Streamline Your Donation Process With a Simple Payment Button

Running and maintaining a nonprofit website or blog is hard work. Sometimes, it can even leave you feeling like your labor of love is going unrecognized.

If you find yourself in this situation, you likely want to see some kind of return on your investment and time.

Today, we’ll review whether requesting donations on your site with a Simple Payment Button is appropriate for your situation, and how Jetpack can support your efforts if this is the case.

Understanding when a donation button is right for you

As far as monetizing your site is concerned, this can take on many different forms, including a few of these popular monetization strategies for nonprofits and bloggers:

  • Product creation: Creating and selling relevant online courses, eBooks or merchandise
  • Sponsored posts: Offering content creation opportunities, promotions, and ad placements for relevant brands on your website
  • Affiliate marketing: Sharing trackable links for relevant products or services, and earning a commission whenever someone makes a purchase
  • Collecting donations: There doesn’t always have to be a strict reason for collecting money — especially if you’re running a nonprofit organization that serves a good cause

For some, the prospect of pushing products or reaching out to brands for sponsored post opportunities is uncomfortable. Or, the idea of creating even more content like eBooks or online courses is just overwhelming and too time-consuming.

If you’re short on time, resources, know-how, or all of the above, the ideal monetization strategy for your site might be adding a Simple Payment Button to accept payments through PayPal. This might encourage visitors to make donations to your charitable or personal cause directly through their existing PayPal accounts.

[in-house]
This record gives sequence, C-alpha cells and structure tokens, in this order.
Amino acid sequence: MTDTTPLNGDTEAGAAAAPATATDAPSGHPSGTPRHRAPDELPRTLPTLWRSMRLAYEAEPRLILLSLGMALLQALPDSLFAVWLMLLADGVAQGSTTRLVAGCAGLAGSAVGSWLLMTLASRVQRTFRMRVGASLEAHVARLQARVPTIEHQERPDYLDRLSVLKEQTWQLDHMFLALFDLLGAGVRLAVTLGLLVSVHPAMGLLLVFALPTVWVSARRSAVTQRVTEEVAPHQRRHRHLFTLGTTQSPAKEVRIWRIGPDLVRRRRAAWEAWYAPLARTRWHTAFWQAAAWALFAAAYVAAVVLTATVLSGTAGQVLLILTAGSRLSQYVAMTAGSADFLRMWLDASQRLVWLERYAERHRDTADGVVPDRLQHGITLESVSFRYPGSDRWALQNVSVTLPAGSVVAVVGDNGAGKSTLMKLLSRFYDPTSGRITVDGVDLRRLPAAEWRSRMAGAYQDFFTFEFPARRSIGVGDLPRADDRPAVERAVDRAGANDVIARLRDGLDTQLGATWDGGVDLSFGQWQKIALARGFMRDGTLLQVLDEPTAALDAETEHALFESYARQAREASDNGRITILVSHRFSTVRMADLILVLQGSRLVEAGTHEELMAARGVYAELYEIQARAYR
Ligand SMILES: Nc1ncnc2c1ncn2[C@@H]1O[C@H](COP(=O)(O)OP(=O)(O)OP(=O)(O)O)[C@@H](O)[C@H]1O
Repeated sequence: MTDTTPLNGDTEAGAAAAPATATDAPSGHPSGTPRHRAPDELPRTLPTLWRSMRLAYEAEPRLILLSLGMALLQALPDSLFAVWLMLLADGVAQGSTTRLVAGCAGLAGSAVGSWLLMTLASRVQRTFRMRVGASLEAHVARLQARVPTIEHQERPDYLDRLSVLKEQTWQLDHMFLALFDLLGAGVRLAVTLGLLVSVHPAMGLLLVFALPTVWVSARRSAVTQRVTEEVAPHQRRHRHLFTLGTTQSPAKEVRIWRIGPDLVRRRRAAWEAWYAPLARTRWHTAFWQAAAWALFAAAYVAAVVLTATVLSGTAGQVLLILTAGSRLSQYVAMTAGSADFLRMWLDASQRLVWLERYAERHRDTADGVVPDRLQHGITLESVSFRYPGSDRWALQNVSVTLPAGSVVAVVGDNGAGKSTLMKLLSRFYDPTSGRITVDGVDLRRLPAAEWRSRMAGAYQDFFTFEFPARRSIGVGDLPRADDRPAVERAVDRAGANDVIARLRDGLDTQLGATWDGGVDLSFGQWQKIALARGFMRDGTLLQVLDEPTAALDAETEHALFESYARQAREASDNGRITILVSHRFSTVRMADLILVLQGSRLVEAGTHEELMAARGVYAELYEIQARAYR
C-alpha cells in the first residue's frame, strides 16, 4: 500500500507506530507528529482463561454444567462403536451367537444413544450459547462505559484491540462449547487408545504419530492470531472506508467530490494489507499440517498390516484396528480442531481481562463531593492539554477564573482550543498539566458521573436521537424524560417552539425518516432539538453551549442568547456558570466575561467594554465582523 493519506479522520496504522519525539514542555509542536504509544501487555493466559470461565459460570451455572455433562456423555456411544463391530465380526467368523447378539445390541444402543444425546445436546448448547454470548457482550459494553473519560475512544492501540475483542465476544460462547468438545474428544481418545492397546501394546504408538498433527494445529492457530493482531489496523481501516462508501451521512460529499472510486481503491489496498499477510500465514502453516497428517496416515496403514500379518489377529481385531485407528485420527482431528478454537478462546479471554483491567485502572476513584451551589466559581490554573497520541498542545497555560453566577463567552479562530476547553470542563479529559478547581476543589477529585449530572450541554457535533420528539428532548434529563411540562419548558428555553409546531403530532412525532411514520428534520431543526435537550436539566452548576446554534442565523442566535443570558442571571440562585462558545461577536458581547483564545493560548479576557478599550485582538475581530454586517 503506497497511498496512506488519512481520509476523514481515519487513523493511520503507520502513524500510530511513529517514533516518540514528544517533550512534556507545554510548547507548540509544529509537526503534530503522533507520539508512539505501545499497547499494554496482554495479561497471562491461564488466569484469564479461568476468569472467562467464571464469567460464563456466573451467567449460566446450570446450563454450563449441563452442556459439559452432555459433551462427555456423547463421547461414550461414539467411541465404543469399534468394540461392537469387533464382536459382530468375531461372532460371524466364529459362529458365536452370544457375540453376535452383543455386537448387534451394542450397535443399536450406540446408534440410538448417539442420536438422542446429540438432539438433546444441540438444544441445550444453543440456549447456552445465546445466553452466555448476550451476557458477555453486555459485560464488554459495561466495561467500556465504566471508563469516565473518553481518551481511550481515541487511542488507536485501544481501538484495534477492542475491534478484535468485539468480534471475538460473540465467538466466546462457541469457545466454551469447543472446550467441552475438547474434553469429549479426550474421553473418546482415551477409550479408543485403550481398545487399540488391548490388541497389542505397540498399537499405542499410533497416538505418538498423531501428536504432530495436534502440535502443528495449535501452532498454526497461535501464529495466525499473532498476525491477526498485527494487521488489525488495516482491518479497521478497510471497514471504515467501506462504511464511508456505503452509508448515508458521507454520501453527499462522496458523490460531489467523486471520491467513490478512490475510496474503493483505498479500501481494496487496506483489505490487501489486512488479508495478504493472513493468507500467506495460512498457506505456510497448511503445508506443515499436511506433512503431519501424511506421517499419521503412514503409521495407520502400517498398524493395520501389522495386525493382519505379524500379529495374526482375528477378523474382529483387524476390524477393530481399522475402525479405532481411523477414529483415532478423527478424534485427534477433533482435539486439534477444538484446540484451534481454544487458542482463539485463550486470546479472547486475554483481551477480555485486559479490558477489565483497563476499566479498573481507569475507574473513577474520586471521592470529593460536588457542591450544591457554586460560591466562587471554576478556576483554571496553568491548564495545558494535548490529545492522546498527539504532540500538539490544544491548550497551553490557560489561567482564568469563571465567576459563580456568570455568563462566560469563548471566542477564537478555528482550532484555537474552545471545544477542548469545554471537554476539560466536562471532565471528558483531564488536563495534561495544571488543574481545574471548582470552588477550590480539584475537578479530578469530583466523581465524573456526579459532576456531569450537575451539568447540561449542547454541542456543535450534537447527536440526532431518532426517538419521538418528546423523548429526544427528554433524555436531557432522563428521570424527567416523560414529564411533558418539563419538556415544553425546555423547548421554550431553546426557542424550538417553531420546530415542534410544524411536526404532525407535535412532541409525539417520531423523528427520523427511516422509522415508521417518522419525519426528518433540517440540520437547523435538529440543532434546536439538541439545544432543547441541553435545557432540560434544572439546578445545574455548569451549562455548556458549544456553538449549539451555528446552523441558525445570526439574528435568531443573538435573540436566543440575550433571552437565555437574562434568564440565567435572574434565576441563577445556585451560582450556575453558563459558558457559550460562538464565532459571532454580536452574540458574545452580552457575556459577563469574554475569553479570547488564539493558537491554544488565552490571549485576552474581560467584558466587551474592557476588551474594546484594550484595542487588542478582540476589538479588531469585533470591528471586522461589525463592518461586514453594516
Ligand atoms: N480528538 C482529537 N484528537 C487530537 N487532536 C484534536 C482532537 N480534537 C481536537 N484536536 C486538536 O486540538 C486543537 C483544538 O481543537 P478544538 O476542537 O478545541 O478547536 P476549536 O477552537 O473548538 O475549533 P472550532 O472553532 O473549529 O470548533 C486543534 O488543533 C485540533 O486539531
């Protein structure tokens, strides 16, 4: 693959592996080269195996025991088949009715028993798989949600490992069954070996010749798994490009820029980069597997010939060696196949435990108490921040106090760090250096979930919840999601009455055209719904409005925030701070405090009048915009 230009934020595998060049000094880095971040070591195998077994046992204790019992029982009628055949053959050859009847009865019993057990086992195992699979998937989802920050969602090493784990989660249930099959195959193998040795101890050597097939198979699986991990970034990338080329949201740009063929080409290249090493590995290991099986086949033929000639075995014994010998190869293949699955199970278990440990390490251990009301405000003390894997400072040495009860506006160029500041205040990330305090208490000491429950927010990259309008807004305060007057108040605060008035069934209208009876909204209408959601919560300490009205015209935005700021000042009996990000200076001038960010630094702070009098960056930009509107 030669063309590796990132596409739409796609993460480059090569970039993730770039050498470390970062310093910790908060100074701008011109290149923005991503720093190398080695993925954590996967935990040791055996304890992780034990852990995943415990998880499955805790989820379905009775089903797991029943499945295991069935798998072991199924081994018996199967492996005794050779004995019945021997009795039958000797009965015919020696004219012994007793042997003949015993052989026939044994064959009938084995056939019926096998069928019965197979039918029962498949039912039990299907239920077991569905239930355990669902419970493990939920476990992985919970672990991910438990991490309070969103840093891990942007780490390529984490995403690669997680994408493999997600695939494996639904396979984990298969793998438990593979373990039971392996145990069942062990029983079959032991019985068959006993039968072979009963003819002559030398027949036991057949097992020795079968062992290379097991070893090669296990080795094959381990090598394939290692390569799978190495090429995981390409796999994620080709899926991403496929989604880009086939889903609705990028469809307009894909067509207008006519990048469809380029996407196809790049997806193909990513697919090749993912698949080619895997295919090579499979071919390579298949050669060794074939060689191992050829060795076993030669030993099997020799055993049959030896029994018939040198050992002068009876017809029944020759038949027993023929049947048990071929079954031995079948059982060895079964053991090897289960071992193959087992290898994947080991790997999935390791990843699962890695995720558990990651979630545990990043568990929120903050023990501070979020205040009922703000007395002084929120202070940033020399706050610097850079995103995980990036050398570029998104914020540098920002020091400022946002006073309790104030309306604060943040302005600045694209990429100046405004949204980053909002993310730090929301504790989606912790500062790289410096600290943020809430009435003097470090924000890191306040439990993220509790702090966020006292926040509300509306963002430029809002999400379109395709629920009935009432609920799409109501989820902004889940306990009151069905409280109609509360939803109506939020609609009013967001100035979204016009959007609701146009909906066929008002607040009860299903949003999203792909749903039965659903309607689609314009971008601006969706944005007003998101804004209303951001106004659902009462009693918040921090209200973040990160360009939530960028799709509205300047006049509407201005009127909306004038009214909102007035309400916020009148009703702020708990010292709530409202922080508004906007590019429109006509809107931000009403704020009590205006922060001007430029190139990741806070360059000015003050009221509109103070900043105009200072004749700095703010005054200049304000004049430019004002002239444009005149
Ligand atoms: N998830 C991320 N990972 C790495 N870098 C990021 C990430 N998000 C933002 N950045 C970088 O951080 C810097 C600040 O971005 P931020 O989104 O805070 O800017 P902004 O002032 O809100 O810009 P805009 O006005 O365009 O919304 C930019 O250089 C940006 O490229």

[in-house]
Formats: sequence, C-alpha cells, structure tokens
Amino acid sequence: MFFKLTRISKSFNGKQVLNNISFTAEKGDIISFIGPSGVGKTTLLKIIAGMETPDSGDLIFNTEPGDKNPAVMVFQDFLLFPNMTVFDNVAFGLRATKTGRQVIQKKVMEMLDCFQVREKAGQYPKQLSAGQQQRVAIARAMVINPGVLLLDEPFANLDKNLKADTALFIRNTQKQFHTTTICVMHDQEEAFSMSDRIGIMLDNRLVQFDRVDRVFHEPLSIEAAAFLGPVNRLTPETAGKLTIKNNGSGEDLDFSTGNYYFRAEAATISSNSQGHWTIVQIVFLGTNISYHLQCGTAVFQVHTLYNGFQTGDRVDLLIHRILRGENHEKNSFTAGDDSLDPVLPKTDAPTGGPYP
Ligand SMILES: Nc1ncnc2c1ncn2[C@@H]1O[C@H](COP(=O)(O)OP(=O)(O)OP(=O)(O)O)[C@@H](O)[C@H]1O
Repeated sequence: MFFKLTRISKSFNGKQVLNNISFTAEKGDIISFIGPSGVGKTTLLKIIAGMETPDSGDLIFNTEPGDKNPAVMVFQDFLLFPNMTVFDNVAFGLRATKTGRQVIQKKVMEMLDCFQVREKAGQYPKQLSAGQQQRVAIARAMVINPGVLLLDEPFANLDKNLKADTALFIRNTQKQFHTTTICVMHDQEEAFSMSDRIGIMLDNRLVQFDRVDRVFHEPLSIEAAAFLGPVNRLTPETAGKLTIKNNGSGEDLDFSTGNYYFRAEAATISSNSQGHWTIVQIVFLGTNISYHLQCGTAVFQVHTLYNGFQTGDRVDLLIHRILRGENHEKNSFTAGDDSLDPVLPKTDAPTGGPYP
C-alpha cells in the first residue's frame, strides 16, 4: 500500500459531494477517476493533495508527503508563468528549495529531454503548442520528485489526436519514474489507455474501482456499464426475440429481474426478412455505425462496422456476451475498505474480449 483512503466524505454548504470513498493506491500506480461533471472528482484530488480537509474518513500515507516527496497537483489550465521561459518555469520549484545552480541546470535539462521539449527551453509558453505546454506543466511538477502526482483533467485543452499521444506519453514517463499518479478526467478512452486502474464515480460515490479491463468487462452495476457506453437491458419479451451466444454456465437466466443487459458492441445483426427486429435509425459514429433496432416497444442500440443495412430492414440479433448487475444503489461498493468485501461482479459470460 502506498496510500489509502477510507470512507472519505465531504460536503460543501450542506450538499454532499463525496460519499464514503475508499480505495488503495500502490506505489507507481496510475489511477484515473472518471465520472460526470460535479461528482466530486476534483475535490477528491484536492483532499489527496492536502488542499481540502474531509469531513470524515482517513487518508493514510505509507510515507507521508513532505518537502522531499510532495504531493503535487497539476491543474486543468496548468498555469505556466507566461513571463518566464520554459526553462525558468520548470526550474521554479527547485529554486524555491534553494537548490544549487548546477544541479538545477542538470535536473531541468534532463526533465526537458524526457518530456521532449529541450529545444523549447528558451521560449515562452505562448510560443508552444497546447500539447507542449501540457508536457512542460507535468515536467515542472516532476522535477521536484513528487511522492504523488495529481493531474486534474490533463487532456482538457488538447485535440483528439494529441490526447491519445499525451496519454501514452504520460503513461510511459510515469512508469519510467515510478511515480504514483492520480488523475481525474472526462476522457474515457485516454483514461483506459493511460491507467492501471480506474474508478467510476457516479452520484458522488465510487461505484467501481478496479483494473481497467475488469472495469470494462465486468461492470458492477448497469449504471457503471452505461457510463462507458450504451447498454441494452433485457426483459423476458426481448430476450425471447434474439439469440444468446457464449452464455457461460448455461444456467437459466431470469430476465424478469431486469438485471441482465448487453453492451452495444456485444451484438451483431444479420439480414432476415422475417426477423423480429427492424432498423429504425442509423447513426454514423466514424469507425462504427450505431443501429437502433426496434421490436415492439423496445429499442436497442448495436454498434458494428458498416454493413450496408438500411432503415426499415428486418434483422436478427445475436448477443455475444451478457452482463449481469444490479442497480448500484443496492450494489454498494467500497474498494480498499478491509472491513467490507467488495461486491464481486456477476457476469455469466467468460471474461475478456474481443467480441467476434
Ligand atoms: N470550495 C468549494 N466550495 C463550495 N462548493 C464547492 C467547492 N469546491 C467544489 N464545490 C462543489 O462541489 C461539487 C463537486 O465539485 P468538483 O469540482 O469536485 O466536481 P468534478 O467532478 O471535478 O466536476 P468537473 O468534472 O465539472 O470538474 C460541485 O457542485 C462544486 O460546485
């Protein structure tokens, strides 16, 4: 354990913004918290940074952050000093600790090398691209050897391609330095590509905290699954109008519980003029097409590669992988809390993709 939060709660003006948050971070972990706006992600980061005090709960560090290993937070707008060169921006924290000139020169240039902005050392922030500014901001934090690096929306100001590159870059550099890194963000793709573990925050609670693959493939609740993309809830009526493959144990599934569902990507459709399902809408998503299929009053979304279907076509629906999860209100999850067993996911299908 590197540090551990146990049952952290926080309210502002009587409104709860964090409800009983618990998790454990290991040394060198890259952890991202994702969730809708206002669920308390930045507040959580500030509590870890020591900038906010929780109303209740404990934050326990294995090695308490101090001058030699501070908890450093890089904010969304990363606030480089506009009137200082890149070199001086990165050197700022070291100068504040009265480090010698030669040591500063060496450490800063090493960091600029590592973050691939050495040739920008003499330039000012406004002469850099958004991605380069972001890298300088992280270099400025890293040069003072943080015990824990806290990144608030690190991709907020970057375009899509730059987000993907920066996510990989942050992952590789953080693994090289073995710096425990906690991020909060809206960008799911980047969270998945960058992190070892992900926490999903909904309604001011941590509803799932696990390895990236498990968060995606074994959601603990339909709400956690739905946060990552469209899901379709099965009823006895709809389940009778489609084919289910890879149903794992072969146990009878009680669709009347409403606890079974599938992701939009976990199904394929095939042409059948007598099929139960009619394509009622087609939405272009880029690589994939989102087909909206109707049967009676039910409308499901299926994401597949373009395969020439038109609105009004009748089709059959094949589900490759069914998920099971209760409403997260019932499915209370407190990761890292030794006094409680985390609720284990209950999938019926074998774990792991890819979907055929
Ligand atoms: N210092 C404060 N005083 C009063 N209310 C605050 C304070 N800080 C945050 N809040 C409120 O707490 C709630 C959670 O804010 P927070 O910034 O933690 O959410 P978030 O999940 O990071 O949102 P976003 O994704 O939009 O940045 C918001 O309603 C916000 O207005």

Using a donation button to stay afloat

If you’re concerned about how your readers might react to being asked to donate online, consider that many bloggers successfully use this tactic. For example, ProBlogger states that blogger, Jason Kottke, quit his job and relied entirely on donations to sustain his online presence. The average blogger probably won’t find this level of success, but it is possible.

In order to incentivize people to donate to your blog or charitable cause, think about how you’re promoting your cause as well as the placement of your button. Here are a few ideas to inspire you:

  • Place a Simple Payment Button at the bottom of every blog post. If someone feels inspired after reading your content, they might be more likely to donate to the cause that you wrote about.

  • Place a button in the header or footer (or both) of your WordPress theme so that visitors can make donations through any page.

  • On your social media accounts, remind your followers that you accept donations with a direct link to contribute.

  • Embed a donation link within your regular emails that are sent to blog subscribers.

Using the Simple Payment Button for your nonprofit